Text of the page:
Let’s say you’re applying for a job. You most likely have the foresight to remove any damaging photos from your social media profiles that would send the wrong message to prospective employers. Certainly, any photos depicting drinking, drug use, or nudity are off-limits.
But you already know this.
How about selfies? I don’t mean the occasional photo you take of yourself to capture an accomplishment or special occasion. I’m referring to the dozens of bathroom mirror selfies on your profile, the pics of you in every outfit you’ve tried on in the last two months, or the photos taken in inappropriate locations just for the shock value. You may feel these photos are all in fun and shouldn’t give an employer any reason to question your hirability. However, many employers would disagree.
Ever since the word “selfie” was added to the Oxford dictionary and declared the word of the year in 2013, they have been ubiquitous. Kim Kardashian recently announced her plans to release a 352-page hardcover book of nothing but selfies, showcasing but a few of the reportedly 1,200 selfies she took on a recent vacation. According to a Pew Research Center Survey, 55 percent of Millennials have posted a selfie on a social media site, and 26 percent of all Americans have done the same. The world has gone selfie-crazy. But the difference between Kim Kardashian and most people is that Kim will never have to look for a job. Is this really the image you want to be conveying to employers?
According to Dr. Tracy Alloway of the University of North Florida:
“Every narcissist needs a reflecting pool. Just as Narcissus gazed into the pool to admire his beauty, social networking sites, like Facebook, have become our modern-day pool.”
Like it or not, posting multiple pictures of oneself for all to see in hopes of receiving positive feedback is typical narcissistic behavior. Psychiatrist Dr. Carole Lieberman describes the selfie epidemic as a desperate cry for help from those who didn’t get enough “mirroring” from parents while growing up. Without sufficient mirroring, people look for their reflections in other people’s eyes in order to get attention, validation, and approval.
Now let’s look at it from the point of view of an employer. Is this the type of insecurity you want in your workforce? Employers wanting to hire top candidates are looking for a number of qualities, among them confidence and self-assurance. Yet posting numerous selfies sends the opposite message. In an article for Psychology Today, Dr. Pamela Rutledge, Director of the Media Psychology Research Centre in Boston, Massachusetts, states, “Preoccupation with selfies can be a visible indicator of a young person with a lack of confidence or sense of self that might make him or her a victim of other problems as well.” She believes that excessive or provocative taking of selfies is a form of “acting out” in young people and can be a cry for help. If you’re a job seeker and a selfie poster, you’re associating yourself with personality traits that employers find less than desirable.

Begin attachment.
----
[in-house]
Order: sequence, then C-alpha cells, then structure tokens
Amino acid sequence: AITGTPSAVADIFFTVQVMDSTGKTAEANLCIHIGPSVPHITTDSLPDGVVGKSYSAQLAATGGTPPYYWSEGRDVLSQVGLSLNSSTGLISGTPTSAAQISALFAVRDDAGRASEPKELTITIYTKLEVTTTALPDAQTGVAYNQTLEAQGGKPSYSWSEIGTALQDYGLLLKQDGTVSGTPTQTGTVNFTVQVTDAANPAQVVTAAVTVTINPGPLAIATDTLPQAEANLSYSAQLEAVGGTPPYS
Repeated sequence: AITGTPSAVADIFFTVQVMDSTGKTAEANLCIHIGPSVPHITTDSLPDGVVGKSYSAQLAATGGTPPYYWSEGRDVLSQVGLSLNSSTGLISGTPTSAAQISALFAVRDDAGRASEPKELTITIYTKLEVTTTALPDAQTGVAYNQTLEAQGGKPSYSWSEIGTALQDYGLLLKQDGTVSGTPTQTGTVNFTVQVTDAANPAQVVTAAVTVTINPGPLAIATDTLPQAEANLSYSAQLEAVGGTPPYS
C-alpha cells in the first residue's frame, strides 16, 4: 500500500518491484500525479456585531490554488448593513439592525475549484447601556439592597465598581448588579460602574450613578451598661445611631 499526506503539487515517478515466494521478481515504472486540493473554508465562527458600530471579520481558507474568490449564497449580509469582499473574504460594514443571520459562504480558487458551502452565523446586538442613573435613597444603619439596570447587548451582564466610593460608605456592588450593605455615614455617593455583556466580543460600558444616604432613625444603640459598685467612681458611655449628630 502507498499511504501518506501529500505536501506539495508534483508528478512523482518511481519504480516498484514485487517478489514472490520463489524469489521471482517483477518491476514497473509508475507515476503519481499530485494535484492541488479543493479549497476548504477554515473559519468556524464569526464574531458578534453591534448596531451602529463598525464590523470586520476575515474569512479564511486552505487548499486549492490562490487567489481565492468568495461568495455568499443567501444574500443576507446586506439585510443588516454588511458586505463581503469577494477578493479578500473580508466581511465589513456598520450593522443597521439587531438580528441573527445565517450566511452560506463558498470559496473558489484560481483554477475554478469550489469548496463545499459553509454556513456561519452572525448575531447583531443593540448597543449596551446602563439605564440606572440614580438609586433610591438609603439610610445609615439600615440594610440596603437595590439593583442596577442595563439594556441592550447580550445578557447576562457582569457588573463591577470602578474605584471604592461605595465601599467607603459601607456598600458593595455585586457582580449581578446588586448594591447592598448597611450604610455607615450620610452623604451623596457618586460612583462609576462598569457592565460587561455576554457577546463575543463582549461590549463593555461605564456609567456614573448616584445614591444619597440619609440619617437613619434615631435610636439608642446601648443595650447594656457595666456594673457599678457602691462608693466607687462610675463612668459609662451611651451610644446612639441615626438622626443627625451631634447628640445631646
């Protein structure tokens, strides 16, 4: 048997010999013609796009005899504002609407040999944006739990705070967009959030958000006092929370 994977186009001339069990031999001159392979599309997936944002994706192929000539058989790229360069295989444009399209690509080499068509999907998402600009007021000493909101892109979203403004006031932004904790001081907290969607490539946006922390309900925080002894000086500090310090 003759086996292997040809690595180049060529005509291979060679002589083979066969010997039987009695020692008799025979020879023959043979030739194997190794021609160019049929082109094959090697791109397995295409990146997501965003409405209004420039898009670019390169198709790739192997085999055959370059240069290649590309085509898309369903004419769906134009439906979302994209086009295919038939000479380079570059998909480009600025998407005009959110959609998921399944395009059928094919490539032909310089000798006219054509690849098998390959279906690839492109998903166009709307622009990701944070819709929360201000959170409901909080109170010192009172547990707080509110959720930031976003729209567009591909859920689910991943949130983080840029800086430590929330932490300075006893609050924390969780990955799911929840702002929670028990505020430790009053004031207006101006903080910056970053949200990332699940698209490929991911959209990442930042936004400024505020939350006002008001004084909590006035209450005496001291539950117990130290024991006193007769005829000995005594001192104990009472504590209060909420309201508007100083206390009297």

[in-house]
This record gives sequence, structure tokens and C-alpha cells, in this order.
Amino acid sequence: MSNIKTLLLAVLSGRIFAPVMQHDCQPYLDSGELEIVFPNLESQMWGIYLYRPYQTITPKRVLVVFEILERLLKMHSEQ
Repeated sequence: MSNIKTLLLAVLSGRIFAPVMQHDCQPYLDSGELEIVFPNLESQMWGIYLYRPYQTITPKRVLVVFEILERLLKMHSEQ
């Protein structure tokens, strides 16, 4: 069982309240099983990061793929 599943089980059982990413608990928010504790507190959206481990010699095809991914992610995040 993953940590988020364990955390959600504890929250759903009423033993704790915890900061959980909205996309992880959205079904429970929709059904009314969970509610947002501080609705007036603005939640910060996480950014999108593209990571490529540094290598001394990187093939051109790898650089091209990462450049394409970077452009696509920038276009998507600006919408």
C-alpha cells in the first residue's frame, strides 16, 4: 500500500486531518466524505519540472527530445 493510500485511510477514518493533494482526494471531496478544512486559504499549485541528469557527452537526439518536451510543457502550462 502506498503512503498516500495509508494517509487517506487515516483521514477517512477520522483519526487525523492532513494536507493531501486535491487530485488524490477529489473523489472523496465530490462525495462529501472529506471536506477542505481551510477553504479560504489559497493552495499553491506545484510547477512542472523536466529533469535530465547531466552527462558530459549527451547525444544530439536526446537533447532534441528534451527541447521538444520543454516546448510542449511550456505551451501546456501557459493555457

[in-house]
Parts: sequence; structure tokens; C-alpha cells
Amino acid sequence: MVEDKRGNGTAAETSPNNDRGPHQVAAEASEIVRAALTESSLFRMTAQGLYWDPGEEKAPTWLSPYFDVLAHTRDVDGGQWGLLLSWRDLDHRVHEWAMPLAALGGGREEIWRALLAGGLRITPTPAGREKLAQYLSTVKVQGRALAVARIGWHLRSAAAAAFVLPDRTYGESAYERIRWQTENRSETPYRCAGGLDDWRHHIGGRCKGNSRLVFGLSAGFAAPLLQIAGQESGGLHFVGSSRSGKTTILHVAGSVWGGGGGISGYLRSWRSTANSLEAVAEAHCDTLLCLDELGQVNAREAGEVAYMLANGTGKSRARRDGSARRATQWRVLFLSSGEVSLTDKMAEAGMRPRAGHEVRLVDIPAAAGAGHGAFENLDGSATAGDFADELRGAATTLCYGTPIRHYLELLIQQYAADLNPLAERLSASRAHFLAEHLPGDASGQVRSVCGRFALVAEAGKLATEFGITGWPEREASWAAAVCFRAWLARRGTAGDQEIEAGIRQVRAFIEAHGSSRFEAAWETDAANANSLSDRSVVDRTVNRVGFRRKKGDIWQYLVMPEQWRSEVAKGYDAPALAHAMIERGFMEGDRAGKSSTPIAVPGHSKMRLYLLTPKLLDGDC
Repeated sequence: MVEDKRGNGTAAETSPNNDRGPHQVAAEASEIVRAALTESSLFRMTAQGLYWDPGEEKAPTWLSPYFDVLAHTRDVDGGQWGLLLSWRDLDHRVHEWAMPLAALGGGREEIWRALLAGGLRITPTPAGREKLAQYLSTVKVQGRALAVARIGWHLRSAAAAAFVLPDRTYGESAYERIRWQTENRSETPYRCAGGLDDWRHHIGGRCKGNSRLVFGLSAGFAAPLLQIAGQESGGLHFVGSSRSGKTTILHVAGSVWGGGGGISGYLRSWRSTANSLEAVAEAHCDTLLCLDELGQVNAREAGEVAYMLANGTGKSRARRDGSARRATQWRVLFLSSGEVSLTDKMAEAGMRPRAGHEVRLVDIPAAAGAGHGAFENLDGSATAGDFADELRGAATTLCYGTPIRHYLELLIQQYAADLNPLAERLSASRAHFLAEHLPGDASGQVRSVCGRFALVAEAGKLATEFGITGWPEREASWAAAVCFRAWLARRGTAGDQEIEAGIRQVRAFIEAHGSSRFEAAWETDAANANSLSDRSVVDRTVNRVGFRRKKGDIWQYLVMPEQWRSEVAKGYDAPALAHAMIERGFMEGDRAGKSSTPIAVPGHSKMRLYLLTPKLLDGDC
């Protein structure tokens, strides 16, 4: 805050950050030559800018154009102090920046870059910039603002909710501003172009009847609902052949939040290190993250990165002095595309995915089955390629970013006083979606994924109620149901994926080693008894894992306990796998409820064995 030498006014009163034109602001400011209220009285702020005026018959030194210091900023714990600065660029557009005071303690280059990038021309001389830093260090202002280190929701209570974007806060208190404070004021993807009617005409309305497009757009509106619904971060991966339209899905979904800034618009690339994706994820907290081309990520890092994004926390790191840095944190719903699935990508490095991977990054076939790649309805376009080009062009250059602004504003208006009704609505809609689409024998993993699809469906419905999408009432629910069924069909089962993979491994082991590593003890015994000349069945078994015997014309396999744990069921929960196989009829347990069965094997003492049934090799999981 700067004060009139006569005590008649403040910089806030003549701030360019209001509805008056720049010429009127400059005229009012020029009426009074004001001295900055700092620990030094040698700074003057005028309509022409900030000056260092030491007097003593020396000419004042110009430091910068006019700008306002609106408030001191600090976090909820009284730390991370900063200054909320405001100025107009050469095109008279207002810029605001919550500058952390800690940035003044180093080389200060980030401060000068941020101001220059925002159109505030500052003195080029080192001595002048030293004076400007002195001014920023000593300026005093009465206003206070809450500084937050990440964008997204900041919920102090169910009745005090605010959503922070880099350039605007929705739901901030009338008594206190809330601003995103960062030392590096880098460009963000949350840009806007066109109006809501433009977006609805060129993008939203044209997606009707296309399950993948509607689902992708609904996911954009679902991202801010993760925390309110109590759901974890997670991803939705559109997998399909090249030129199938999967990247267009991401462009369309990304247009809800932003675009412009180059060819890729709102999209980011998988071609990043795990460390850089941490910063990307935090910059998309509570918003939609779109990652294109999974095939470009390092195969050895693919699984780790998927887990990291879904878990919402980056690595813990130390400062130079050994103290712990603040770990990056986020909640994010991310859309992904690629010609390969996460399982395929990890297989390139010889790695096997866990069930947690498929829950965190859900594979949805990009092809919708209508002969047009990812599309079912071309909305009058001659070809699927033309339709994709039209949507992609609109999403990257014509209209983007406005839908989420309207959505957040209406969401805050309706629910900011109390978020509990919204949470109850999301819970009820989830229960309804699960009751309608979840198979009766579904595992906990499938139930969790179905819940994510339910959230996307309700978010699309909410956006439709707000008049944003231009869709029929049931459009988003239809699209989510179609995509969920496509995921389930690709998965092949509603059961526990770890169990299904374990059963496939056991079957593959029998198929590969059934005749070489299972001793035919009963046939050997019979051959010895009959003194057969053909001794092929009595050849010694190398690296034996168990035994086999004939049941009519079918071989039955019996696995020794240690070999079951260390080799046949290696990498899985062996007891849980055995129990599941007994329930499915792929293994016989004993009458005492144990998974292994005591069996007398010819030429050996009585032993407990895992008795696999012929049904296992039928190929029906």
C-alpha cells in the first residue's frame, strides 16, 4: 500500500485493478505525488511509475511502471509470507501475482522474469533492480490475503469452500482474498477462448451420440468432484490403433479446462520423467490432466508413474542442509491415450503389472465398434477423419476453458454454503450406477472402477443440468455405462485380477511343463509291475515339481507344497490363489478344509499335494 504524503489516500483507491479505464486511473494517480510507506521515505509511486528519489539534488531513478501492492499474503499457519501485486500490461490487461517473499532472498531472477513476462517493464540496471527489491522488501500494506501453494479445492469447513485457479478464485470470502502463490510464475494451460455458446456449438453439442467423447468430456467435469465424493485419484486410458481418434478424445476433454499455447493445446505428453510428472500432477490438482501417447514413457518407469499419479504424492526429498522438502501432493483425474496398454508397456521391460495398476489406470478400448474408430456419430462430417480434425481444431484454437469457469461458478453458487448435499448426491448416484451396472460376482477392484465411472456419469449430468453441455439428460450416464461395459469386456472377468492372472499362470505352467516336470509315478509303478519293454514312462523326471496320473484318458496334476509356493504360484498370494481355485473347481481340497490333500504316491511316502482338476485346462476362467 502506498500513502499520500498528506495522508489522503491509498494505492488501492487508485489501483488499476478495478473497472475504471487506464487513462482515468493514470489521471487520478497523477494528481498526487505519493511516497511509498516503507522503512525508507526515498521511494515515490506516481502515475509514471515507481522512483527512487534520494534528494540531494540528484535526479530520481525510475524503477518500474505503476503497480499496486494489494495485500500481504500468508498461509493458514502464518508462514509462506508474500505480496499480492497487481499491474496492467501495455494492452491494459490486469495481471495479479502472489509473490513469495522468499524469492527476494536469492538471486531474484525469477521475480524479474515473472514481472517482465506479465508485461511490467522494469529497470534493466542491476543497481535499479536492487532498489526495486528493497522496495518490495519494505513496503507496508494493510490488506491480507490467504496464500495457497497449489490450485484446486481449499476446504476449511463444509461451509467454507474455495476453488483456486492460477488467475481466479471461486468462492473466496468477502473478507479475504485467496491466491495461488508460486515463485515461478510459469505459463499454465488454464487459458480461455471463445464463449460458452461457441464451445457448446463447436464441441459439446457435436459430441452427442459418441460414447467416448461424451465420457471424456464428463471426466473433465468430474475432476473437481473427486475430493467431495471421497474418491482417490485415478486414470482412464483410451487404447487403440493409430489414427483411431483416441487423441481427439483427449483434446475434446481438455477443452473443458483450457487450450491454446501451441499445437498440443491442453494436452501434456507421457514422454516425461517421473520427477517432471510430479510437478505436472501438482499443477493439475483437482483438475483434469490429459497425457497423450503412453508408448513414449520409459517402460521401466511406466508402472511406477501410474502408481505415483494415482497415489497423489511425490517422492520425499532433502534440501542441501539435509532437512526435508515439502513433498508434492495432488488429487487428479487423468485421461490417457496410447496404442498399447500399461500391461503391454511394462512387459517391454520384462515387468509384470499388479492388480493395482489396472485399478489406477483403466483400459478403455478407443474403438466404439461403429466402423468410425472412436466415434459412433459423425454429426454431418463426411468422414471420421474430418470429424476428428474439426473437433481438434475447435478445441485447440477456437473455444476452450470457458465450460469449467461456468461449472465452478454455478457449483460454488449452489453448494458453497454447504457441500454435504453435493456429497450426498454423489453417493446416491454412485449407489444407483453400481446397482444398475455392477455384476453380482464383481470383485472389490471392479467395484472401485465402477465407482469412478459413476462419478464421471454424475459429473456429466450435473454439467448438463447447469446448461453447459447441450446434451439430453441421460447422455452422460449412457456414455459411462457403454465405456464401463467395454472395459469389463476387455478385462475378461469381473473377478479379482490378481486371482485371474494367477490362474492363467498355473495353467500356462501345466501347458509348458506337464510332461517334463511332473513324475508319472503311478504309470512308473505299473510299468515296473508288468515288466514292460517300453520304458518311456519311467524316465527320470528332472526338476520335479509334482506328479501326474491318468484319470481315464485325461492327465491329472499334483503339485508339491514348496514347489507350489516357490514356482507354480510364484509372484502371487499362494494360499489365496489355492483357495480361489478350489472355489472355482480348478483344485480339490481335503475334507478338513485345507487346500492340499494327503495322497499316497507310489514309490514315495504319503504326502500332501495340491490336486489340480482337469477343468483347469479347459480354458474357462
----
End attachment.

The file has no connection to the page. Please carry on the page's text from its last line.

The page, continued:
Obviously, not everyone who posts selfies on their social media profiles suffers from narcissism and a lack of confidence. Right behind the narcissistic selfie on the chain of annoyance stands the disrespectful selfie. Funeral selfies are the new online rage, along with selfies showing an equal lack of respect at sacred places such as Auschwitz and the 9/11 Memorial. Popular as the trend may be, if you were an employer, how would you feel about such individuals representing your company?
A recent survey by Eurocom Worldwide shows that nearly 40 percent of companies use social media to research job candidates, and one in five technology firms has rejected a candidate because of what they found on his or her social media profile. According to Mads Christensen, Network Director at Eurocom Worldwide, “The 21st-century human is learning that every action leaves an indelible digital trail. In the years ahead, many of us will be challenged by what we are making public in various social forums today. The fact that one in five applicants disqualify themselves from an interview because of content in the social media sphere is a warning to job seekers and a true indicator of the digital reality we now live in.”
The world is constantly evolving, and many of the most unique and innovative introductions have come from recent technology. But others, such as selfies, run counterproductive to the goals of employers and hiring managers. The younger you are, the more difficult it is to see things through the eyes of someone older. But if you’re old enough to be seeking employment, try to ask yourself what your future employer would think before taking that next selfie.